Before this process could begin, however, I needed to share with my family a great deal about the hidden self they had never known. This would mean destroying the image they had held of me comfortably for 35 years. Because of my deep connection and respect for my family I felt it necessary to inform them first before any changes began. The months leading up to my disclosure, although difficult, were made easier by the support of my brother who lives in California. Our coast to coast contact was near constant for a few months, both via email and several emotional phone conversations as well. He read many books about gender issues and asked some deep, thought provoking questions. He challenged me to think hard about what I wanted and how I was going to achieve it. He really made me work! I found his encouragement incredibly helpful as I prepared to tell the rest of the family of my plans. Sharing such big news with them seemed like a potential "end all". I was so frightened that they would turn their backs and walk away, effectively leaving me alone to deal with such an emotionally charged issue. I had done enough research to know that this reaction was far from a fantasy and happens more than I wanted to admit. After all, talking about gender is what led to the end of my marriage, and although the circumstances and context of the relationship was quite different, I feared so greatly that this could be an even greater loss.
Finally, almost five years ago, I carefully crafted a letter to my mom and dad in Florida, and my sister in Connecticut. For more then a week after the letters went out I froze every time the phone rang. During this short period, tele-marketers were welcome to call. Fortunately, none of them sold me anything I didn't really need! I agonized whether or not I had ensured my own banishment from a family that meant so much to me. Then, about ten days after my letters went out, I received a response from my mom. I remember examining the envelope closely for quite some time before mustering up the courage to look inside and face the music. As I unfolded the type written letter I was astonished to read her response. All it took was the first sentence, and although I knew that some time was needed for grief and substantial healing, I was also certain that in the end my honesty would lead to a better relationship. Everything was going to work out. She poignantly said, "You sure know how to get someone's attention!"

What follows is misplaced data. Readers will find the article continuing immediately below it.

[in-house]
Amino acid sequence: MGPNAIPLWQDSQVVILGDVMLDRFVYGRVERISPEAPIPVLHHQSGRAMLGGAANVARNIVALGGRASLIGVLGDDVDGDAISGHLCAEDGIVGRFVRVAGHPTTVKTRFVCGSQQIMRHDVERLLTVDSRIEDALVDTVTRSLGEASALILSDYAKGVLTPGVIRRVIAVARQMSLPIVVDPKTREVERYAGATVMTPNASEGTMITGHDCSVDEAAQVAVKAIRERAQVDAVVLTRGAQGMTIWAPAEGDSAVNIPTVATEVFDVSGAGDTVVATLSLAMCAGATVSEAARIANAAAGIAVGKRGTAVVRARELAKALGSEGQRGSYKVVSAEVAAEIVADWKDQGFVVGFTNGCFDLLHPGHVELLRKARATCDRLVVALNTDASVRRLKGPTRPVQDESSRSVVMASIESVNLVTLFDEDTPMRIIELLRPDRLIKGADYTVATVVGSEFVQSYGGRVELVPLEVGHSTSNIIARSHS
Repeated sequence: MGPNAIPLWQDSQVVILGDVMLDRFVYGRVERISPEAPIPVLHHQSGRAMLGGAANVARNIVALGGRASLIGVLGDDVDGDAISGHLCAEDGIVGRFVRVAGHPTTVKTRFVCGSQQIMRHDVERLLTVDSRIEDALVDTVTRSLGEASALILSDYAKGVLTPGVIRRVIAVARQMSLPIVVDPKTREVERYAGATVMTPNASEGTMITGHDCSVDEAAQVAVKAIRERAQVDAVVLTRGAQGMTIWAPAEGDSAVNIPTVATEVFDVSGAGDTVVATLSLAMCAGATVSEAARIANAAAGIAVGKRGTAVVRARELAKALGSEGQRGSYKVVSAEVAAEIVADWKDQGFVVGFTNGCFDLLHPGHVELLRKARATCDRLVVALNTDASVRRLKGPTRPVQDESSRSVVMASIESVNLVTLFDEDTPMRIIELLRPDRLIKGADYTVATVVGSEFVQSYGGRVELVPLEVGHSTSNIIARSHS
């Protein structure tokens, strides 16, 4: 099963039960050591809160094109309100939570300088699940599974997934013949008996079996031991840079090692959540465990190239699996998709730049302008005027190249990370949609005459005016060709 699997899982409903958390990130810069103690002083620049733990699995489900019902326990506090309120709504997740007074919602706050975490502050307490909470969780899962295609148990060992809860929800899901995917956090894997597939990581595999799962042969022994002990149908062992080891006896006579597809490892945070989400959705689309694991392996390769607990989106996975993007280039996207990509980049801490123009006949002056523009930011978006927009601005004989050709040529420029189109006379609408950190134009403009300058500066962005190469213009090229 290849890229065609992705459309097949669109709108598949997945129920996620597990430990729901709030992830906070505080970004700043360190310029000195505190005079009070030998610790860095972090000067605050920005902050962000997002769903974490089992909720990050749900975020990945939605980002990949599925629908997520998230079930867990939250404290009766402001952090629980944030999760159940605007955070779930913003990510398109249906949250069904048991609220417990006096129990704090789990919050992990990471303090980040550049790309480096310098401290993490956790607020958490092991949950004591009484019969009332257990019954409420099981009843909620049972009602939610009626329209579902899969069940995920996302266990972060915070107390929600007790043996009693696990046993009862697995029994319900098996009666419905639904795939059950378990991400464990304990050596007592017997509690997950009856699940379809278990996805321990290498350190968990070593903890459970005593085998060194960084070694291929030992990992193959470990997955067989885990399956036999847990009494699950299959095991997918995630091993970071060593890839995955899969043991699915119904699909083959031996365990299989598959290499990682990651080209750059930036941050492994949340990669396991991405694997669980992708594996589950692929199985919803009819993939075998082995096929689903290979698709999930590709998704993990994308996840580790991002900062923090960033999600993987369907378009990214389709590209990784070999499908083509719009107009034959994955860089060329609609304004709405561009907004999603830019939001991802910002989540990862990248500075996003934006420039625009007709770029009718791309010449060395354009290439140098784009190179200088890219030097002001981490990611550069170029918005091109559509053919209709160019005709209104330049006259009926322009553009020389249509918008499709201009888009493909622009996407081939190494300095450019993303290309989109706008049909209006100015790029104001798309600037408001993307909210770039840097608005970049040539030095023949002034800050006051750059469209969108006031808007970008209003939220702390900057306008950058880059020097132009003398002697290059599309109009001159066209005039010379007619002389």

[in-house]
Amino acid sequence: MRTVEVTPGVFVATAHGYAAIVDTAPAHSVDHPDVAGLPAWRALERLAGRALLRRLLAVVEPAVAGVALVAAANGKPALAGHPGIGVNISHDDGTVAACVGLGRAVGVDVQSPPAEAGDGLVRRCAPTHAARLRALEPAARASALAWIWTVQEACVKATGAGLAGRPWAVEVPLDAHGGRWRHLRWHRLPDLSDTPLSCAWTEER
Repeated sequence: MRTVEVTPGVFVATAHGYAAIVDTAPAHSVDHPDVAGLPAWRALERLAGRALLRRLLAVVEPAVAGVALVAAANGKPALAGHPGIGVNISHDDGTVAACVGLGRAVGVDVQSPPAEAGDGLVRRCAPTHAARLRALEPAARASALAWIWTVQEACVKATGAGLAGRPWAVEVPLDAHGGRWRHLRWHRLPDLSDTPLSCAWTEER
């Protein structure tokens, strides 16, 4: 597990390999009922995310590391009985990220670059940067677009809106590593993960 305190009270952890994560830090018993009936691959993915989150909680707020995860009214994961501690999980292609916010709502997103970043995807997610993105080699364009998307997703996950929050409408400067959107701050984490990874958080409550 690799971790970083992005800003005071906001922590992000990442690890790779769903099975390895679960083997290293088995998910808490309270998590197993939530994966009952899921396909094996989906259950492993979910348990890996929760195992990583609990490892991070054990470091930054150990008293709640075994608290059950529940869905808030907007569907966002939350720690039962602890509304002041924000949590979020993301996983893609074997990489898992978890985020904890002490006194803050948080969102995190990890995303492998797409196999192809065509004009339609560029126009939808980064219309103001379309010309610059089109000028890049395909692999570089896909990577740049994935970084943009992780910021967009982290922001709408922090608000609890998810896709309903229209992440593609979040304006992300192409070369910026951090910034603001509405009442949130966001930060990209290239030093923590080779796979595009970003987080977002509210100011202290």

Since that time, I feel as though I have never been closer to my parents. We have spent time alone together and little has changed. However, there are a few exceptions. Conversations between my mother and I seem now to have no boundaries. We are able to comfortably talk about anything and our time together seems more meaningful. As for my father, he and I have never spoken about my transition. He once offered in a letter that it is something that he believed he would probably never be able to talk about. Although I feel that this is somewhat limiting at times, I have accepted these limitation and I love and respect him regardless of his difficulty in talking about my new role in his life. Nonetheless, he continues to treat me as though I am one of his children. I feel loved, cared for, respected, and best of all, like I always have; like one of the family.
I know that there are many LGBT individuals who fear disclosing to their families, just as I did. These fears are absolutely justified! I know, too, that there are many whose fears of banishment will come to fruition. With these facts a reality, I feel that the LGBT community has an obligation to inform and educate those around us about what we "are" and "are not" as people. Let's use our experiences to teach acceptance, responsibility, and loyalty to those who mean so much to us; our families. We, of all people, need to support those around us whose lives are often monumentally shaken by our disclosures. Help to educate family, friends and the mental health community as well. Consider that most people in our modern world know someone who is homosexual, yet the chances that they know a transsexual are pretty slim. No, I am not suggesting that we all stand in the face of adversity and fight to the death and risk losing all we have worked for to enlighten. That might not be your style. Yet, perhaps when a willing ear is lent, we can take the opportunity to inform and educate in the hopes of dispelling the myths about those like us.
I am aware that my positive experience with family is not typical. I am aware as well that my transition has been very smooth and wonderful as compared to many others. Regardless, there have been moments that have been riddled with fear and as painful as one could imagine. Hopefully, I will never again know the terrible anguish experienced prior to disclosing to my family. All things considered, through the ups and downs, the best thing that has come from my own honesty is to have made it to living full-time with my family behind me and still calling me their own! Sometimes it is true that the greatest gains only come when we risk losing all that we have known and loved.